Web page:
I don't think you could get much more "local" than the Sepoy Rebellion, for instance. And again we don't know what events are already in the game. And it is a fact that the ACW did cause the prices for sub-continental cotton to go up. This could not help but generate more revenue for possessors of cotton growing regions.
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I also do wonder whether having economic gains made in the region fuel colonial expansion happens to be appropriate. Most colonial expansion in the 19th century was a loss-making endeavour.

This is certainly true, but most Colonial powers seemed to be more concerned with prestige (among other things) over profit, especially in the last half of the 19th Century.
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Now, I certainly see that economic advantage played a role. But say securing oil concessions in Perisa should in my book be more a step towards victory than actually being a catalyst for in-game action.

I'm not sure if I follow you here. Shouldn't a step toward victory be the result of an in-game action..., in a game? And in your example, oil concessions would not become much of a concern for another generation or 2 after the scope of this game.
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I fear making money earned by on-map action a motor driving expansion may undermine historical realism. Seems to me rather EUROesque.

Possibly, but you must have some sort of in-game metric to measure player performance (who's winning). Otherwise you might have to rely on a revenue stream that's either fixed or tied to random events. Fixed revenue, while more historically accurate, might be less "fun" for the players. OTOH, revenue tied to random events might seem too luck dependent for some. And entertainment is the goal here is it not?
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At least that's my present concern.

We know so little about the game at this point that I would not be too concerned. And it is at least a year out. Things could (and probably will) change before publication.

The views and opinions expressed here are the sole property of me and do not reflect the views of the designer or BGG (or anybody else )
 
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Charles F.
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phormio wrote:

I don't think you could get much more "local" than the Sepoy Rebellion, for instance. And again we don't know what events are already in the game. And it is a fact that the ACW did cause the prices for sub-continental cotton to go up. This could not help but generate more revenue for possessors of cotton growing regions.


My basic point: I don't see either British or Russian expansion being fuelled by revenue earnt in this region. I suspect this nonetheless happens to be the case in the game. Which feels to me playing way too loose with history.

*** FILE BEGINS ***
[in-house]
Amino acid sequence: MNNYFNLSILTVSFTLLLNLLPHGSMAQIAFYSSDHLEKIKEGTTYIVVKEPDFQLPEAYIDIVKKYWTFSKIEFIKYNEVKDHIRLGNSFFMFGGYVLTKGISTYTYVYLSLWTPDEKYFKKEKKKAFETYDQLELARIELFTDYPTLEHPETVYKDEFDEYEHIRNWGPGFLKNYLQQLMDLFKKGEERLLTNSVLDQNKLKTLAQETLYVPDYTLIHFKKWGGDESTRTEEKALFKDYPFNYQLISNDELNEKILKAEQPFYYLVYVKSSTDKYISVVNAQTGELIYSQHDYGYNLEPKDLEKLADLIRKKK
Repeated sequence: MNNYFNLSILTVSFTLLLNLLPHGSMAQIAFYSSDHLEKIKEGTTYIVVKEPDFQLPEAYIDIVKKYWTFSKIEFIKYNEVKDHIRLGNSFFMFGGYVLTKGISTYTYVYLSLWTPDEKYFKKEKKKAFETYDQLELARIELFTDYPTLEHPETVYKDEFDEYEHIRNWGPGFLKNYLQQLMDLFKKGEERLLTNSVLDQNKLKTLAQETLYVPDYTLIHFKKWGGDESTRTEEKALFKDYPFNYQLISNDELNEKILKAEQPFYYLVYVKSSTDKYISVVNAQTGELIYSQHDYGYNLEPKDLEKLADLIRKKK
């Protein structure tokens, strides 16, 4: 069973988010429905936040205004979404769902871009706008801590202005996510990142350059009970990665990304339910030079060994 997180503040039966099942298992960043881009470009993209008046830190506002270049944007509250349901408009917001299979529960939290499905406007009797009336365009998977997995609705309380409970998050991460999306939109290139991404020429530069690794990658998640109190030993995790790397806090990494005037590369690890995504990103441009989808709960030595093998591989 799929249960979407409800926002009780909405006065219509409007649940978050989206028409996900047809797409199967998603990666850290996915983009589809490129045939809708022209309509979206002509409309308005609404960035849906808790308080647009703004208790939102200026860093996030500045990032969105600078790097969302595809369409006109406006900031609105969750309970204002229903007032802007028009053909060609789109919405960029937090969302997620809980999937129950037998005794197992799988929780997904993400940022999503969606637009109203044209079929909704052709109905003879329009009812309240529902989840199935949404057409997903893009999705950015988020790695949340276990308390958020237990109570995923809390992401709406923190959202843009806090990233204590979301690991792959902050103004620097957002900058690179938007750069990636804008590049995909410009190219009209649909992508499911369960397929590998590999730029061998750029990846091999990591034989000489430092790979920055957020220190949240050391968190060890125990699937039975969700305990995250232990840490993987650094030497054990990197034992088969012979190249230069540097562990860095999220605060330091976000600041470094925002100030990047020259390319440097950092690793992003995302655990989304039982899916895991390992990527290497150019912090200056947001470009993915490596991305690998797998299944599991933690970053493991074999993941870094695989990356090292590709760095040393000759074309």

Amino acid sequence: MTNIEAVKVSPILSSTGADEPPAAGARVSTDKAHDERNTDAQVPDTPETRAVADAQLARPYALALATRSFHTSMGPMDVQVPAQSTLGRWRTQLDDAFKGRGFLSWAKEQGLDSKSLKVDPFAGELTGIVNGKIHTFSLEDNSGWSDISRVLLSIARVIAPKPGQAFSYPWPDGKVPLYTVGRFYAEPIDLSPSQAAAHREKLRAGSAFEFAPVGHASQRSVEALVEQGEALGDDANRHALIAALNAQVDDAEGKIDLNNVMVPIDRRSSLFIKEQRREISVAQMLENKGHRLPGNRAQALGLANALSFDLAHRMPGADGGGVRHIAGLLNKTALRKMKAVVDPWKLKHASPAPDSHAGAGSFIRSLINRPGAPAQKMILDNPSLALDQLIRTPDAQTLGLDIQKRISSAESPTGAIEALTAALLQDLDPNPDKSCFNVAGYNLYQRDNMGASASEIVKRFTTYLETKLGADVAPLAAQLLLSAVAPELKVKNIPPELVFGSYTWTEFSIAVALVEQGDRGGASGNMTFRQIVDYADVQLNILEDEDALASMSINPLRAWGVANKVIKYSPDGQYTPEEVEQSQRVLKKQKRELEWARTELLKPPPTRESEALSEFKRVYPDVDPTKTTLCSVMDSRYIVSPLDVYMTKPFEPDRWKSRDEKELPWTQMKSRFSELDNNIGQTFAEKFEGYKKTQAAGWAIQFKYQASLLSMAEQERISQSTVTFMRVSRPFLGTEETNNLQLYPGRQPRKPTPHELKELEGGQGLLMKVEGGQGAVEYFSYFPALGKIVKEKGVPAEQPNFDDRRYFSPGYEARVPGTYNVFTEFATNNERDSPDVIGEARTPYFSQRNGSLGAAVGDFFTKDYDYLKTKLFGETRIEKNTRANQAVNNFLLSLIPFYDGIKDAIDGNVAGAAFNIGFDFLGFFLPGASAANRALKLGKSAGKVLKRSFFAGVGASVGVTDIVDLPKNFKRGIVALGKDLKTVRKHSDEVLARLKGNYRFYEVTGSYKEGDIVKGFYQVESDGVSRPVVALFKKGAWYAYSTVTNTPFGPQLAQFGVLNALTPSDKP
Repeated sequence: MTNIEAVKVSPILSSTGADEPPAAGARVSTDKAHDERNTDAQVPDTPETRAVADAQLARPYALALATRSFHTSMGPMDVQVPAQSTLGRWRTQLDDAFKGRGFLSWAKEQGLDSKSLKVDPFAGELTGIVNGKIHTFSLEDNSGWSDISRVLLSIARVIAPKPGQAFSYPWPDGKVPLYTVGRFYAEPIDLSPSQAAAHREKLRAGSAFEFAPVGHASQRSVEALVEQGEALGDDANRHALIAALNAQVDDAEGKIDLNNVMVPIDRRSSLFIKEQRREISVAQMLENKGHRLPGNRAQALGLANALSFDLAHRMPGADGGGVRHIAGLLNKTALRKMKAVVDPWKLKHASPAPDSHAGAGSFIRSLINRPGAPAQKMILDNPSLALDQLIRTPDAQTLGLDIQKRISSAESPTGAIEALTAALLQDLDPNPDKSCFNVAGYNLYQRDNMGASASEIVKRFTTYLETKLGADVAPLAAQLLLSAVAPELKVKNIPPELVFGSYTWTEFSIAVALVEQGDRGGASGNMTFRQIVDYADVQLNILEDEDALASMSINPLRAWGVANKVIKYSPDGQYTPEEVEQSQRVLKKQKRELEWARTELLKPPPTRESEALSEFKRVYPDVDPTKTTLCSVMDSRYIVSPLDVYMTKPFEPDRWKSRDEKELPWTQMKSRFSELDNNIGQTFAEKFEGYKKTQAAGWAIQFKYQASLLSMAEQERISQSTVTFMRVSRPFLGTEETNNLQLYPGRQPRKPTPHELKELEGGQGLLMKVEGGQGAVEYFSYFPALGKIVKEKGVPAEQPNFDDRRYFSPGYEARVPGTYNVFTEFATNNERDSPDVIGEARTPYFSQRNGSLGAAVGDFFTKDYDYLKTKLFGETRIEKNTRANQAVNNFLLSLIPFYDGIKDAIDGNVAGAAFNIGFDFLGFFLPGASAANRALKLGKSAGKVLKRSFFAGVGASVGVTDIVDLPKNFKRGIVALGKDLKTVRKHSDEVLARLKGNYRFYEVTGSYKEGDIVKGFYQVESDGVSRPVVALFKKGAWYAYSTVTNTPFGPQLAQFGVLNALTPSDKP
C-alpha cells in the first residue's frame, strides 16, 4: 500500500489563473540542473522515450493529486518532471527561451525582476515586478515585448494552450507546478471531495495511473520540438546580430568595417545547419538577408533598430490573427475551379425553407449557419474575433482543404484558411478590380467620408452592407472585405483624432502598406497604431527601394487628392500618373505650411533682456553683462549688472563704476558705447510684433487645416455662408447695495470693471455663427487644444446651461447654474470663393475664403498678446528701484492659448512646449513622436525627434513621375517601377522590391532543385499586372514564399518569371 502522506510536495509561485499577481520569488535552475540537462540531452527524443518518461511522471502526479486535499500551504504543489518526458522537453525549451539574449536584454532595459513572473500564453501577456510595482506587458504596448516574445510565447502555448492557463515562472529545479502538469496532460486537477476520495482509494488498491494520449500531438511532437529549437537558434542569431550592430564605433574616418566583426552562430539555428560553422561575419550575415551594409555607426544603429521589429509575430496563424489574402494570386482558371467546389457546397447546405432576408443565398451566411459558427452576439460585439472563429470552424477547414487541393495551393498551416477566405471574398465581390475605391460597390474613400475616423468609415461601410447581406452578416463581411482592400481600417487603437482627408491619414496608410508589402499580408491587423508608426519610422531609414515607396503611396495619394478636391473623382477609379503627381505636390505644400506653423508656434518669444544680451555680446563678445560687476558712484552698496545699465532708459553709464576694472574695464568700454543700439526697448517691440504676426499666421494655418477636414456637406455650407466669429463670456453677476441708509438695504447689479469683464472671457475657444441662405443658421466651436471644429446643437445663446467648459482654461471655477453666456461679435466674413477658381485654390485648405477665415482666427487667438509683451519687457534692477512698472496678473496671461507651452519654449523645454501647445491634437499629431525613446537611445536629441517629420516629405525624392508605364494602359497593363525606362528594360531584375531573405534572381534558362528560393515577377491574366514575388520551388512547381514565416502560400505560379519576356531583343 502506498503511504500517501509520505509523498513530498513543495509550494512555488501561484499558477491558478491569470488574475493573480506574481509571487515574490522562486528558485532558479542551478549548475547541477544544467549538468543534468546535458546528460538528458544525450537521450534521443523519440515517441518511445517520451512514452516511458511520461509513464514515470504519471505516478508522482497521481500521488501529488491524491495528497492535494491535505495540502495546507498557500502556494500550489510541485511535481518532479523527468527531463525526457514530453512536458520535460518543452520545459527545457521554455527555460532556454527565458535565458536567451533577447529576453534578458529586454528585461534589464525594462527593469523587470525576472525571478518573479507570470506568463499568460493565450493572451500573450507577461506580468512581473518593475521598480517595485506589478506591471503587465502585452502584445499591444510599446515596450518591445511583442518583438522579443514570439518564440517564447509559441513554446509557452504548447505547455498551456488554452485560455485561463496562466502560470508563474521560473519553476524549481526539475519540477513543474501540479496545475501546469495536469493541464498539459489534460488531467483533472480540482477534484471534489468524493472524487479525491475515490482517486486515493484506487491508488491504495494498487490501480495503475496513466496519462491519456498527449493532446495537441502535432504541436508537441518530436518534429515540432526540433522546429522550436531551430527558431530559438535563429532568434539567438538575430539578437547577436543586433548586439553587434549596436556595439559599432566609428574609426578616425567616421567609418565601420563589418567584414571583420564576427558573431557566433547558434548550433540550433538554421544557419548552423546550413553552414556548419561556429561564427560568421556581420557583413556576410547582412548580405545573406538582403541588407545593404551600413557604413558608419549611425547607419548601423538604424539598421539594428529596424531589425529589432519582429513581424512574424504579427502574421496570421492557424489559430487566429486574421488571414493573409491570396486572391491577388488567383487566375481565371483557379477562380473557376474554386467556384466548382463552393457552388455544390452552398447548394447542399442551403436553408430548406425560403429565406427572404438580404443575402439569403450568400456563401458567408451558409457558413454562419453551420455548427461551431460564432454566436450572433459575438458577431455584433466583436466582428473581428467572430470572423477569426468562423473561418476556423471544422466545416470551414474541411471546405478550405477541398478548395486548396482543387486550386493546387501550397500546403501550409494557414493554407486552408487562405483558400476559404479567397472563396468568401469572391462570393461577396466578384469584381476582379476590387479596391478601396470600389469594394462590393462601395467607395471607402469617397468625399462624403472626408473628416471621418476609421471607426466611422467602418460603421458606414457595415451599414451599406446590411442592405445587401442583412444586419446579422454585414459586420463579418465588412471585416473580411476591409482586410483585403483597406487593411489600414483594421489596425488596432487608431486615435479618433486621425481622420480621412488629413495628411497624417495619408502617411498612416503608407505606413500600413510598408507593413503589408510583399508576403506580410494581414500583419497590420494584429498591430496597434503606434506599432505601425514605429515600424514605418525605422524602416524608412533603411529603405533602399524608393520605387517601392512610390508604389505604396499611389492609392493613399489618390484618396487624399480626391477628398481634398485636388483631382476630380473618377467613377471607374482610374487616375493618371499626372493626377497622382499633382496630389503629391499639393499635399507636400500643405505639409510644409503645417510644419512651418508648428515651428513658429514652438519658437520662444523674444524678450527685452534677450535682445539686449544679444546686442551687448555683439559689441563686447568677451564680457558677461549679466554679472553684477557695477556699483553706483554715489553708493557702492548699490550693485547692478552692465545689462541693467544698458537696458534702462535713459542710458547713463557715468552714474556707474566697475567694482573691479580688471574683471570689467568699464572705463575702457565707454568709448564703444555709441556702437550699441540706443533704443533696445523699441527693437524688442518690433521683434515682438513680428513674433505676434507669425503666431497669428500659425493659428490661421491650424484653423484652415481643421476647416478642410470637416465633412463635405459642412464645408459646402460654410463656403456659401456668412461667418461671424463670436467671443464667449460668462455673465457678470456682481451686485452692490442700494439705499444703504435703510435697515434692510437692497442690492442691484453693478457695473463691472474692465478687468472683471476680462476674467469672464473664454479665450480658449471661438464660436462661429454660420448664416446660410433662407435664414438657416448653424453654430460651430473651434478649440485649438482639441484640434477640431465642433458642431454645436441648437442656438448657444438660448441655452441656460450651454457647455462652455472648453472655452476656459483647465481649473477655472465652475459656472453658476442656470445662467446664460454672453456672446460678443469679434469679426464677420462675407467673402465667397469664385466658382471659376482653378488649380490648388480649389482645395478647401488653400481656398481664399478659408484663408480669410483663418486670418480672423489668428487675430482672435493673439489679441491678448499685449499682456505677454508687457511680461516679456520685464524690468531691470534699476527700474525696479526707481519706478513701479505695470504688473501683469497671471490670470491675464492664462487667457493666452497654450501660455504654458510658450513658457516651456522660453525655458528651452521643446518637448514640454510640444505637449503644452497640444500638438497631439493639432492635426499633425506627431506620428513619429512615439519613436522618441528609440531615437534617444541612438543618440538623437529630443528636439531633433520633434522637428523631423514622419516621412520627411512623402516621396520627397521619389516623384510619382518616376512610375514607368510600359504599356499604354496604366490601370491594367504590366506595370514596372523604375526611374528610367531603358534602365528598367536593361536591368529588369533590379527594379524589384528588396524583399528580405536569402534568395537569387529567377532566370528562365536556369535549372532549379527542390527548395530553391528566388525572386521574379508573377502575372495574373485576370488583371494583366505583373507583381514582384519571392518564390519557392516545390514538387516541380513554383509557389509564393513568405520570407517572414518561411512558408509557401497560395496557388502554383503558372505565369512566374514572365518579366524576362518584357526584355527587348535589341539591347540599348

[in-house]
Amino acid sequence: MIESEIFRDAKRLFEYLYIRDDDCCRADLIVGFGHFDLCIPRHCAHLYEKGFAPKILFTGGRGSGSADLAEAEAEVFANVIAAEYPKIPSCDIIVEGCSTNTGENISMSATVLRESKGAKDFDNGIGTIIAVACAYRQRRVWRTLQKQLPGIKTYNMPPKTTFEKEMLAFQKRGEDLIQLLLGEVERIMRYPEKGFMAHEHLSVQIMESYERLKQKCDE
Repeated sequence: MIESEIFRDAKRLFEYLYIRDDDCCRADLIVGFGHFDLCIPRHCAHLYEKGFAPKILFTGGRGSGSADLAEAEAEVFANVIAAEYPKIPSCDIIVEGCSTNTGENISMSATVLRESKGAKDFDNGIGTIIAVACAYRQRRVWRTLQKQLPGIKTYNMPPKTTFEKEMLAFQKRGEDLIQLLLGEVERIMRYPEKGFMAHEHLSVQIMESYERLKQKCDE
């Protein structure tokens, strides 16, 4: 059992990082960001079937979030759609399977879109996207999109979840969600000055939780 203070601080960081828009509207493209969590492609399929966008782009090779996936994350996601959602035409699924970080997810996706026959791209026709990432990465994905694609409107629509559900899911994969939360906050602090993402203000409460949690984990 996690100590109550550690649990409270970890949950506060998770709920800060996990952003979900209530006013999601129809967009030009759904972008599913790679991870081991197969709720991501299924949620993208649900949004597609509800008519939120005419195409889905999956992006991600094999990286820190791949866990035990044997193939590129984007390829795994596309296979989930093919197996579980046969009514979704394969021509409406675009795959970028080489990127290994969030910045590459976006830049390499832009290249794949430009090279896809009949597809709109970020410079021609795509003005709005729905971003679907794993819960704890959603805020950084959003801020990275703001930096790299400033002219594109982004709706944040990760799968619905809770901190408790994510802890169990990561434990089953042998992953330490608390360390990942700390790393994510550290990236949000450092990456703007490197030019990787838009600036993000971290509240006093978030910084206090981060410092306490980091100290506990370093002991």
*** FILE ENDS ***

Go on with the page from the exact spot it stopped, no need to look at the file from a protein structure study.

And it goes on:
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I'm not sure if I follow you here. Shouldn't a step toward victory be the result of an in-game action..., in a game?


With "catalyst for in-game action", I mean that it gives you resources to pursue the Great Game.

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And in your example, oil concessions would not become much of a concern for another generation or 2 after the scope of this game.


I forgot the game ends round the time of the 2nd Afghan War. If one were to extend it to 1907 (Anglo-Russian détente) or to 1914 (they still kept messing around with another after 1907...), then Persian oil became a strategic concern for the British Empire. It fuelled the Royal Navy, after all.

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Quote:
I fear making money earned by on-map action a motor driving expansion may undermine historical realism. Seems to me rather EUROesque.

Possibly, but you must have some sort of in-game metric to measure player performance (who's winning).


Looks to me that it's not a measure of winning, but actually a resource you want to go after so as to become stronger. That seems rather off to me.

Quote:
Otherwise you might have to rely on a revenue stream that's either fixed or tied to random events. Fixed revenue, while more historically accurate, might be less "fun" for the players. OTOH, revenue tied to random events might seem too luck dependent for some.


Are those the only two possibilities? I think not! You could make part of the game about convincing London/Saint Petersburg to take a pro-active stance in the region. I think this could be a very interesting aspect of such a game...

Quote:
And entertainment is the goal here is it not?


I want my wargames to both be good games in their own right AND also solid historical simulations. And in regards to the latter, I am perfectly fine with some abstraction and broadbrush design. I am however skeptical if a game teaches entirely wrong lessons. Such as that colonial revenue was what fuelled 19th century expansion.

I understand PAX BRITANNICA gets that wrong. And I fear the same is true of this game.

Quote:
We know so little about the game at this point that I would not be too concerned.


I see the map. And it looks to me like it does have that in-game economy heavily factoring into how strongly a side can push its interests in the region. This raises a red flag with me.

Quote:
And it is at least a year out. Things could (and probably will) change before publication.


Hence my voicing of such reservations at this stage. As a designer, I'd want feedback like that.
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Wendell
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charlesf wrote:
phormio wrote:

I don't think you could get much more "local" than the Sepoy Rebellion, for instance. And again we don't know what events are already in the game. And it is a fact that the ACW did cause the prices for sub-continental cotton to go up. This could not help but generate more revenue for possessors of cotton growing regions.